CCP-020, or diacerein 1 percent ointment, is a treatment that Castle Creek Pharmaceuticals is developing for epidermolysis bullosa simplex (EBS).

A medication applied directly to the skin, it contains diacerein, a drug used to treat joint and skin inflammation. Diacerein is administered orally when used to treat other inflammatory diseases but is  incorporated into an ointment for the treatment of EBS.

How CCP-020 works

The distinctive feature of EBS is fragile, blister-prone skin.

Scientists know that inflammatory mediators, or proteins promoting inflammation, are activated in the skin cells of EBS patients. This suggests that inflammation plays an important role in the disease.

Diacerein is a small molecule that suppresses inflammation by blocking the inflammatory mediators interleukin-1B (IL-1B) and caspase-1 (CASP1). Inhibiting these proteins may decrease inflammation,  strengthening skin tissue and helping support healing.

CCP-020 in clinical trials

On March 6, 2017, Castle Creek announced the results of a Phase 2 clinical trial of CCP-20 as an EBS treatment. Seventeen patients had CCP-020 applied to their skin once a day for four weeks.

Blistering dropped by 60 percent in patients using CCP-20, versus 15 percent in those treated with a placebo. At the end of the three-month follow-up period, 67 percent of those in the placebo group returned to the blistering levels they had before the trial, compared with only 12.5 percent in the treatment group. The results suggested that CCP-20 could have long-term benefits in the treatment of EBS.  Patients also tolerated CCP-20 well, with no treatment-related adverse effects.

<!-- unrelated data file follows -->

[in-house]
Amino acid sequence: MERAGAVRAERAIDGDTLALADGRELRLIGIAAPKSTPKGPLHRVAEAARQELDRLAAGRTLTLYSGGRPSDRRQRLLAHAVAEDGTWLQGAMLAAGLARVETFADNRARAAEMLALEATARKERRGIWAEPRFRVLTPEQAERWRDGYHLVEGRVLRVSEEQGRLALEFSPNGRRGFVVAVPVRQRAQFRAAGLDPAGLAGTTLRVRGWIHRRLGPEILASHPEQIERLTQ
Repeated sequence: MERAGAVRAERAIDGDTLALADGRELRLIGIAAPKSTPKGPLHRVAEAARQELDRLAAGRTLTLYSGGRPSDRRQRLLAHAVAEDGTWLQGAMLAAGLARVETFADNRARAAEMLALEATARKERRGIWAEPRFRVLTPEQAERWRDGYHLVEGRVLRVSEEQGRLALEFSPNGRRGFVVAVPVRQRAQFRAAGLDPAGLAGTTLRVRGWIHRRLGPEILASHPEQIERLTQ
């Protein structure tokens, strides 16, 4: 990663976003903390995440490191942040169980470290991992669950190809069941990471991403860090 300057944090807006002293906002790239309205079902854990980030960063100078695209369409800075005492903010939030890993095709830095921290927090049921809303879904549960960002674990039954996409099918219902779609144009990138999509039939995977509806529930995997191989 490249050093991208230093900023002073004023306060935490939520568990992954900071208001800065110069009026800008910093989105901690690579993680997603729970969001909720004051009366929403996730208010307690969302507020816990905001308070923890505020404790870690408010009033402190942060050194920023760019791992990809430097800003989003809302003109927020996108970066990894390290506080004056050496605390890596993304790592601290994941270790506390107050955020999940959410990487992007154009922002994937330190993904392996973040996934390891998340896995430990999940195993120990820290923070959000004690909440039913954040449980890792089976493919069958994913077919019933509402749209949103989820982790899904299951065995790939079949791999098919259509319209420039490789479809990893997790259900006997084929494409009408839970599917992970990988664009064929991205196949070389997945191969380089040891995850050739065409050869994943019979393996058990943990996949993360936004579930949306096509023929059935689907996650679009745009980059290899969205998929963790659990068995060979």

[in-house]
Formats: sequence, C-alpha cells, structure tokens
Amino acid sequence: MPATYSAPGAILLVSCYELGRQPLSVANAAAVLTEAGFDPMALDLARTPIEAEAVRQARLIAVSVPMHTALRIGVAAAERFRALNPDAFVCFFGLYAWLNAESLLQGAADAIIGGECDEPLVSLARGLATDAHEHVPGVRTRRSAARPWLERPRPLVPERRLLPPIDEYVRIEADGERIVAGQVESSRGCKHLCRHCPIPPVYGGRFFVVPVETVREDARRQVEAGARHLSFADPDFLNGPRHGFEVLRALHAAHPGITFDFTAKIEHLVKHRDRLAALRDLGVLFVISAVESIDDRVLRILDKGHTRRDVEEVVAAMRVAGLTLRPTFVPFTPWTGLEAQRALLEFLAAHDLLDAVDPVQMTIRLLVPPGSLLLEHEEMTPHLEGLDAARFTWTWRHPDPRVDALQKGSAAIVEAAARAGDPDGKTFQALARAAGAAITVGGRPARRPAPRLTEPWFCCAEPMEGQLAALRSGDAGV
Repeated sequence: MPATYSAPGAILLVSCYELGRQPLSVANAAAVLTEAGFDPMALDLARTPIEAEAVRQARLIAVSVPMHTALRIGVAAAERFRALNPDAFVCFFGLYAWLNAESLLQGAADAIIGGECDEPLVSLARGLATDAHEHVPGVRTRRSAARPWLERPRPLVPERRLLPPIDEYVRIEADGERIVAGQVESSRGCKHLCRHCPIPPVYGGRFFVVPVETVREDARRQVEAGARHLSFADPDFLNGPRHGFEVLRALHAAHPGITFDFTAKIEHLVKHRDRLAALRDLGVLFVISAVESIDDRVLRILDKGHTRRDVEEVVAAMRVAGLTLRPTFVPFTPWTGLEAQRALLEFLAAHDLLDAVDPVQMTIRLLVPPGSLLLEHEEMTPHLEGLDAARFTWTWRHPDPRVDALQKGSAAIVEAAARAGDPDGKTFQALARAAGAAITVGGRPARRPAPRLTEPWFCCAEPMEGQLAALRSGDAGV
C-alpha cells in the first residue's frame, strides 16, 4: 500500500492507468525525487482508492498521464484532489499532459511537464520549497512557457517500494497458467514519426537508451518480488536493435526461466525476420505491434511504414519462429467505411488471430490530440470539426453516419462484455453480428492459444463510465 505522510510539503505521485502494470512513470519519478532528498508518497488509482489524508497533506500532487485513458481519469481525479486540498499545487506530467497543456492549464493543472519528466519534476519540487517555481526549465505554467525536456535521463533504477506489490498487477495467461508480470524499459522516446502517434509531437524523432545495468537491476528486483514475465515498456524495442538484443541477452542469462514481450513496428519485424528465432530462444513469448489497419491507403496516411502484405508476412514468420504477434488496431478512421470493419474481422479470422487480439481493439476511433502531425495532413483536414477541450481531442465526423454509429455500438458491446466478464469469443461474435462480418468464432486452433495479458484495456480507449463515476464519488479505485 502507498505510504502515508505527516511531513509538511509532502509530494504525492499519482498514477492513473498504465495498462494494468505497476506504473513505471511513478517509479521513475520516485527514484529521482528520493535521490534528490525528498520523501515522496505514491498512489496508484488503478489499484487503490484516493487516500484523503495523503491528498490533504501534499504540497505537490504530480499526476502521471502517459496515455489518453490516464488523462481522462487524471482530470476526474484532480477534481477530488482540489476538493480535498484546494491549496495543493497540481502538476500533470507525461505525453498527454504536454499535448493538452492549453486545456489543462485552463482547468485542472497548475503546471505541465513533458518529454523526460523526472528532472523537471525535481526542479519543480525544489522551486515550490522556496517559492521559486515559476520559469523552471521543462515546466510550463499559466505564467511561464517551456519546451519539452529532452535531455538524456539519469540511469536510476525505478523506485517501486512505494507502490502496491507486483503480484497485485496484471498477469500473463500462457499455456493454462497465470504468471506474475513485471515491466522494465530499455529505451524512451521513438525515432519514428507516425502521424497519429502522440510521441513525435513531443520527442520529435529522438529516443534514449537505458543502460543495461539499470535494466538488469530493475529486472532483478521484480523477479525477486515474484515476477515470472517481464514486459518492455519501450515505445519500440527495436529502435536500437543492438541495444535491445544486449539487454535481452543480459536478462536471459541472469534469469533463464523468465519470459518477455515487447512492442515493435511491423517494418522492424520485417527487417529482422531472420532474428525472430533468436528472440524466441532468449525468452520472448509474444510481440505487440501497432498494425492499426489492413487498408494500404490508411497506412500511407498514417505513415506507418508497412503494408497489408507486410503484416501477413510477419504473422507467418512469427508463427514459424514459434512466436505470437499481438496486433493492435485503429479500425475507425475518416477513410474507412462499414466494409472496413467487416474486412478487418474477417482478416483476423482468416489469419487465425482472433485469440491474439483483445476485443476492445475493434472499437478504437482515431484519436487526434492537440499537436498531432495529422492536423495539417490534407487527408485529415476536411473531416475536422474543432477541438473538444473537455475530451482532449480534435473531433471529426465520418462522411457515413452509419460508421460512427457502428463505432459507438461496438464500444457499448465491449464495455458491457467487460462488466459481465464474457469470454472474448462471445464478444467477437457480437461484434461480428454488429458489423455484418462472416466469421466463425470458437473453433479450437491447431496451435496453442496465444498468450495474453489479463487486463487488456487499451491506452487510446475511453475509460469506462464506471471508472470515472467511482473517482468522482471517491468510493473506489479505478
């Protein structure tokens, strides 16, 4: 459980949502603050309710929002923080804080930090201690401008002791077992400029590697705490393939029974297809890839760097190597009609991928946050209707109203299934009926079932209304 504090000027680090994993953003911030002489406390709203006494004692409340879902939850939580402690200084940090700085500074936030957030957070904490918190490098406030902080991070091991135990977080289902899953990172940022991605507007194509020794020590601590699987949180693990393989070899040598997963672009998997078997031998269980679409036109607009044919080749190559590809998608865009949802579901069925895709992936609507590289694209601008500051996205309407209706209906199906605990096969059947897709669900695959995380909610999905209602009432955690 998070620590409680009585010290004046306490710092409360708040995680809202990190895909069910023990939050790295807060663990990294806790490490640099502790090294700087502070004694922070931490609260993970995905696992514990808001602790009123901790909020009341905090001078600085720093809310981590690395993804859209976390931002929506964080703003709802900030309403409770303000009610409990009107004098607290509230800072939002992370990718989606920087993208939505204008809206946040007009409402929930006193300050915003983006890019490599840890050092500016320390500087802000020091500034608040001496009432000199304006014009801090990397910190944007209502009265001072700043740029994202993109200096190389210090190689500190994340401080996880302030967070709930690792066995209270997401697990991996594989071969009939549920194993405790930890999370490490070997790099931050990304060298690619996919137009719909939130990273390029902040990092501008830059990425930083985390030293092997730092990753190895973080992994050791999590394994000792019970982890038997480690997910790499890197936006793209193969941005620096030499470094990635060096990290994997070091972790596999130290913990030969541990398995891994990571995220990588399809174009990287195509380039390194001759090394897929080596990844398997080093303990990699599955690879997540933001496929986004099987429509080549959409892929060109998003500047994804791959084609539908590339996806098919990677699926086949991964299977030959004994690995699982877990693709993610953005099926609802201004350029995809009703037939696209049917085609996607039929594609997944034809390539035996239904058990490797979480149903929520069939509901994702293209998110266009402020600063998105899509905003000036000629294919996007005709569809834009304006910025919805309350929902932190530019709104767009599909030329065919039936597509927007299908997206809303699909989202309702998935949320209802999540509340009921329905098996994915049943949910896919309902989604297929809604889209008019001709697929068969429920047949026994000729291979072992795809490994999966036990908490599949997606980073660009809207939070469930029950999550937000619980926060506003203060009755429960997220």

Castle Creek has also started a Phase 2/3 clinical trial (NCT03154333) to evaluate the safety and effectiveness of CCP-20 in EBS.

On June 5, 2017, it announced that it had enrolled the trial’s first patient. The goal is to enroll 80 people with EBS. Participants will be randomized to receive either CCP-20 or a placebo once a day for eight weeks.

Investigators will record and evaluate changes in itching, pain, and mobility during the study. The trial investigators are continuing to recruit participants.

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